Tourism in Zimbabwe has increased 15% since the departure of its former president Robert Mugabe, who led the country for 37 years.
According to official data, the number of tourists visiting the country increased to 554,417 in the first quarter of the year.
In the first three months of this year, the number of foreigners visiting the Victoria Falls, one of the country’s top tourist attractions, increased by 48% compared to the same period of 2017.
This improved numbers was welcomed with relief by those who provide safaris and cruises, businesses hit by the economic crisis and the usual climate of political violence that stained Mugabe’s era.
“We've been isolated for a long time, but we can be ourselves again,” said the Minister of Tourism in Zimbabwe, Prisca Mupfumira, in an interview.
For several years, tourists stayed away from Zimbabwe, fearing the repressive regime, the corruption in police forces, poor infrastructure and a shortage of fuel, but the prospects for the future seem to have changed after Robert Mugabe’s removal in November 2017.
“The tourism industry has good prospects,” said Prisca Mupfumira, on the eve of the elections of 30 July, adding that tourism “is a backbone” of Zimbabwe’s economy.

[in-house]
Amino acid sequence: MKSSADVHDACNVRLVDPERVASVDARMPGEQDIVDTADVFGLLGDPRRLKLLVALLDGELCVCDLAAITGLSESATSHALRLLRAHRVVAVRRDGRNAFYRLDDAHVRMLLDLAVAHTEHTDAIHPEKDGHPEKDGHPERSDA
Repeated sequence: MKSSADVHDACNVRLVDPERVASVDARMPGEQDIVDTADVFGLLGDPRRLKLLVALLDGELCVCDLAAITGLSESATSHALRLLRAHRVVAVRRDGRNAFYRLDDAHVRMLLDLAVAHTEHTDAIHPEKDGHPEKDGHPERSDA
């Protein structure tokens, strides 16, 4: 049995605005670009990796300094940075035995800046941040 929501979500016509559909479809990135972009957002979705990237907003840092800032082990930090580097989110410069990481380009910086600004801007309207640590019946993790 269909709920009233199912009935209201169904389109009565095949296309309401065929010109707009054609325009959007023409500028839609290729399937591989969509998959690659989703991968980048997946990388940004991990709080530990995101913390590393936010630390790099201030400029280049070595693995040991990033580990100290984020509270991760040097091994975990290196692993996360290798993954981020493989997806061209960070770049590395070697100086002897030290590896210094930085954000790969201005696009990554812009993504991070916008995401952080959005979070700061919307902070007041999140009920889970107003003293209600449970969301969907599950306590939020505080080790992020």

The authorities are relying on the reemergence of the tourist industry, which accounts for 10% of the country’s GDP, but forecasts are hard to achieve.
“Zimbabwe is not a cheap destination. The prices spiked in recent months due to the uncertainty that prevails in the country,” pointed out the manager of a restaurant in Victoria Falls, Ilan Wiesenbacher, nevertheless “the number of visitors has been increasing steadily”.
Lloyd Machaka, owner of a helicopter airline, did not hide his ambition when facing positive forecasts. “If everything goes well, we will have more investors, bigger hotels and better flight connections,” he said.
To boost the tourism in Zimbabwe, the Government decided to facilitate the entry into the country, and one can now apply for a visa when already in Zimbabwean territory.
The police’s roadblocks, where drivers were forced to pay bribes or subjected to lengthy interrogations, have also been canceled.
“Those roadblocks were a disaster, a real issue,” said the minister of tourism.
The authorities have launched a campaign to “show the world that Zimbabwe’s doors are open” and that "it’s a safe tourist destination," declared Mupfumira.
Zimbabwe holds its presidential, parliamentary and local elections on 30 July, following a military coup that forced the Zimbabwe African National Union – Patriotic Front (ZANU-PF) to depose Robert Mugabe, coopting the vice president Emmerson Mnangagwa, who took office as head of state on 24 November 2017.